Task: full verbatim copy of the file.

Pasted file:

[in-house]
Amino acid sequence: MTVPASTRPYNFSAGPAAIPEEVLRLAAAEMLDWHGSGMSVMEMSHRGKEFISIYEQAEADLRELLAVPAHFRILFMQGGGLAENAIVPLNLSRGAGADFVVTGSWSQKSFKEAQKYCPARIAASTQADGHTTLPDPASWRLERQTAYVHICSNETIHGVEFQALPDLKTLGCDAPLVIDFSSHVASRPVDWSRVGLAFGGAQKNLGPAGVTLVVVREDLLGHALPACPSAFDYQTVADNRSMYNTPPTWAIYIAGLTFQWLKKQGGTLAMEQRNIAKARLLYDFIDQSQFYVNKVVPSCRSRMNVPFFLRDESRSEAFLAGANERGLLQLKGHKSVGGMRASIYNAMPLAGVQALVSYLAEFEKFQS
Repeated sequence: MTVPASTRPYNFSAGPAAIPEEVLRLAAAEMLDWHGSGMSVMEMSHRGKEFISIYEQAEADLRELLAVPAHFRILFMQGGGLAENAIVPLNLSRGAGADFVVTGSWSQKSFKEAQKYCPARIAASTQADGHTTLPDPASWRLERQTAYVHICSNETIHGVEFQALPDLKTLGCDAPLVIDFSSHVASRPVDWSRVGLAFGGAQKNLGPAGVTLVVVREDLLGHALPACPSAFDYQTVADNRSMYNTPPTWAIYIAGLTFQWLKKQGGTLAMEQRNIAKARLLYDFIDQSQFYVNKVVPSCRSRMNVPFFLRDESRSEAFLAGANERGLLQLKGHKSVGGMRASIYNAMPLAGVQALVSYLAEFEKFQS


[in-house]
Amino acid sequence: MTVPASTRPYNFSAGPAAIPEEVLRLAAAEMLDWHGSGMSVMEMSHRGKEFISIYEQAEADLRELLAVPAHFRILFMQGGGLAENAIVPLNLSRGAGADFVVTGSWSQKSFKEAQKYCPARIAASTQADGHTTLPDPASWRLERQTAYVHICSNETIHGVEFQALPDLKTLGCDAPLVIDFSSHVASRPVDWSRVGLAFGGAQKNLGPAGVTLVVVREDLLGHALPACPSAFDYQTVADNRSMYNTPPTWAIYIAGLTFQWLKKQGGTLAMEQRNIAKARLLYDFIDQSQFYVNKVVPSCRSRMNVPFFLRDESRSEAFLAGANERGLLQLKGHKSVGGMRASIYNAMPLAGVQALVSYLAEFEKFQS
Repeated sequence: MTVPASTRPYNFSAGPAAIPEEVLRLAAAEMLDWHGSGMSVMEMSHRGKEFISIYEQAEADLRELLAVPAHFRILFMQGGGLAENAIVPLNLSRGAGADFVVTGSWSQKSFKEAQKYCPARIAASTQADGHTTLPDPASWRLERQTAYVHICSNETIHGVEFQALPDLKTLGCDAPLVIDFSSHVASRPVDWSRVGLAFGGAQKNLGPAGVTLVVVREDLLGHALPACPSAFDYQTVADNRSMYNTPPTWAIYIAGLTFQWLKKQGGTLAMEQRNIAKARLLYDFIDQSQFYVNKVVPSCRSRMNVPFFLRDESRSEAFLAGANERGLLQLKGHKSVGGMRASIYNAMPLAGVQALVSYLAEFEKFQS